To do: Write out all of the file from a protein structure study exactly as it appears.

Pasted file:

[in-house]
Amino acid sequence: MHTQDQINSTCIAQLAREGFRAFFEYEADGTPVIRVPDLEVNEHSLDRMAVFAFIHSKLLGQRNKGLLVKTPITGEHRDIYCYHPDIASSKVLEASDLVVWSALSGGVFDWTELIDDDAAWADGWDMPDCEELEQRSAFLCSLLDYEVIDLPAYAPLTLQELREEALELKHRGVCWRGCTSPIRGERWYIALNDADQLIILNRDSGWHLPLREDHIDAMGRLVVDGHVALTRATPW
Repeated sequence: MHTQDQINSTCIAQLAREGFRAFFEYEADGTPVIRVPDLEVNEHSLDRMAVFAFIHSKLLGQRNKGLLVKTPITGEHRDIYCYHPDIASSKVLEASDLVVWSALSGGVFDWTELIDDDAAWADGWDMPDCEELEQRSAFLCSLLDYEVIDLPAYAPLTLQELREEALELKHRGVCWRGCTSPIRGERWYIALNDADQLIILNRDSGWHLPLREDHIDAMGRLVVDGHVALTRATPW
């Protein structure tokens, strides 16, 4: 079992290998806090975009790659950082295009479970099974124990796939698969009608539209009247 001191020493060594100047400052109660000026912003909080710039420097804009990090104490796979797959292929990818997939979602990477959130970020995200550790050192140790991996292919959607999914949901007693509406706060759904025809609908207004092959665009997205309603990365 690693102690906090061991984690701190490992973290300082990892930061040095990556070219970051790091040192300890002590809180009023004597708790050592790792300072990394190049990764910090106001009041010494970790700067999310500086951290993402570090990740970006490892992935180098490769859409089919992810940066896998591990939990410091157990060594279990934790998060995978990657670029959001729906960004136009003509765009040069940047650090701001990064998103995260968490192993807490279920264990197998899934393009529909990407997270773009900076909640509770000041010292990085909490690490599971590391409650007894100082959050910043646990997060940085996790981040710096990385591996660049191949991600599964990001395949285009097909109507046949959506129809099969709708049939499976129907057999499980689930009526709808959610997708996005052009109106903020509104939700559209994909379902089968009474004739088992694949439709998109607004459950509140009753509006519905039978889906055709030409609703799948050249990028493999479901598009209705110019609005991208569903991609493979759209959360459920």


[in-house]
Amino acid sequence: MHTQDQINSTCIAQLAREGFRAFFEYEADGTPVIRVPDLEVNEHSLDRMAVFAFIHSKLLGQRNKGLLVKTPITGEHRDIYCYHPDIASSKVLEASDLVVWSALSGGVFDWTELIDDDAAWADGWDMPDCEELEQRSAFLCSLLDYEVIDLPAYAPLTLQELREEALELKHRGVCWRGCTSPIRGERWYIALNDADQLIILNRDSGWHLPLREDHIDAMGRLVVDGHVALTRATPW
Repeated sequence: MHTQDQINSTCIAQLAREGFRAFFEYEADGTPVIRVPDLEVNEHSLDRMAVFAFIHSKLLGQRNKGLLVKTPITGEHRDIYCYHPDIASSKVLEASDLVVWSALSGGVFDWTELIDDDAAWADGWDMPDCEELEQRSAFLCSLLDYEVIDLPAYAPLTLQELREEALELKHRGVCWRGCTSPIRGERWYIALNDADQLIILNRDSGWHLPLREDHIDAMGRLVVDGHVALTRATPW
């Protein structure tokens, strides 16, 4: 079992290998806090975009790659950082295009479970099974124990796939698969009608539209009247 001191020493060594100047400052109660000026912003909080710039420097804009990090104490796979797959292929990818997939979602990477959130970020995200550790050192140790991996292919959607999914949901007693509406706060759904025809609908207004092959665009997205309603990365 690693102690906090061991984690701190490992973290300082990892930061040095990556070219970051790091040192300890002590809180009023004597708790050592790792300072990394190049990764910090106001009041010494970790700067999310500086951290993402570090990740970006490892992935180098490769859409089919992810940066896998591990939990410091157990060594279990934790998060995978990657670029959001729906960004136009003509765009040069940047650090701001990064998103995260968490192993807490279920264990197998899934393009529909990407997270773009900076909640509770000041010292990085909490690490599971590391409650007894100082959050910043646990997060940085996790981040710096990385591996660049191949991600599964990001395949285009097909109507046949959506129809099969709708049939499976129907057999499980689930009526709808959610997708996005052009109106903020509104939700559209994909379902089968009474004739088992694949439709998109607004459950509140009753509006519905039978889906055709030409609703799948050249990028493999479901598009209705110019609005991208569903991609493979759209959360459920």